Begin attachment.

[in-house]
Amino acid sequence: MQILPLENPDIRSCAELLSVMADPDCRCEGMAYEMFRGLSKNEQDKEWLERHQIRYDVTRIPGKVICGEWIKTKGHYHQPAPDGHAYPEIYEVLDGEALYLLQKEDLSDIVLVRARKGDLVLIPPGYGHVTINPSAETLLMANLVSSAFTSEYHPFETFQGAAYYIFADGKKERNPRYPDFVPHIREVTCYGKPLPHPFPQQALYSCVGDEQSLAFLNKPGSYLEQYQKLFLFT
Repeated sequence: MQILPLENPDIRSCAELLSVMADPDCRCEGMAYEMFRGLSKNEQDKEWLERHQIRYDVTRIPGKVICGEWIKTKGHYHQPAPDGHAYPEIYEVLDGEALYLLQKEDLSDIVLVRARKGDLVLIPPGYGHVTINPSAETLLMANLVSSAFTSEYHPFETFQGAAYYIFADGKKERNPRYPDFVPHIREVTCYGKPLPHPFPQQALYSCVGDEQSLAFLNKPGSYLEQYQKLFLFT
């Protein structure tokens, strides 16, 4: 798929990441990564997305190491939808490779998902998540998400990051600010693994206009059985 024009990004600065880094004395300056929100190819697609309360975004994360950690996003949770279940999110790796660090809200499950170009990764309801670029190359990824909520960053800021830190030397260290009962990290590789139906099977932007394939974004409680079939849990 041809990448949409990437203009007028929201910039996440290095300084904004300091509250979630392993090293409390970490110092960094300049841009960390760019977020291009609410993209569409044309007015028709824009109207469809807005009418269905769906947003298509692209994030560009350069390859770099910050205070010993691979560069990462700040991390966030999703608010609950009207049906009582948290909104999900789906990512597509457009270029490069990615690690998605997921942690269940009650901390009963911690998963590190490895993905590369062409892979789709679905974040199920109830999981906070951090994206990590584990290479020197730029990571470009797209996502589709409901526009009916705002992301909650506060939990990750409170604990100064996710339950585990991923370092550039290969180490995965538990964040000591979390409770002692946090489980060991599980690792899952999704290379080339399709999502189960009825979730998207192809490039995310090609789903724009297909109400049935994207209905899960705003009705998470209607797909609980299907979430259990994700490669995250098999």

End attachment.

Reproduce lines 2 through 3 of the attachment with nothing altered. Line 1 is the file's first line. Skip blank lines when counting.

Amino acid sequence: MQILPLENPDIRSCAELLSVMADPDCRCEGMAYEMFRGLSKNEQDKEWLERHQIRYDVTRIPGKVICGEWIKTKGHYHQPAPDGHAYPEIYEVLDGEALYLLQKEDLSDIVLVRARKGDLVLIPPGYGHVTINPSAETLLMANLVSSAFTSEYHPFETFQGAAYYIFADGKKERNPRYPDFVPHIREVTCYGKPLPHPFPQQALYSCVGDEQSLAFLNKPGSYLEQYQKLFLFT
Repeated sequence: MQILPLENPDIRSCAELLSVMADPDCRCEGMAYEMFRGLSKNEQDKEWLERHQIRYDVTRIPGKVICGEWIKTKGHYHQPAPDGHAYPEIYEVLDGEALYLLQKEDLSDIVLVRARKGDLVLIPPGYGHVTINPSAETLLMANLVSSAFTSEYHPFETFQGAAYYIFADGKKERNPRYPDFVPHIREVTCYGKPLPHPFPQQALYSCVGDEQSLAFLNKPGSYLEQYQKLFLFT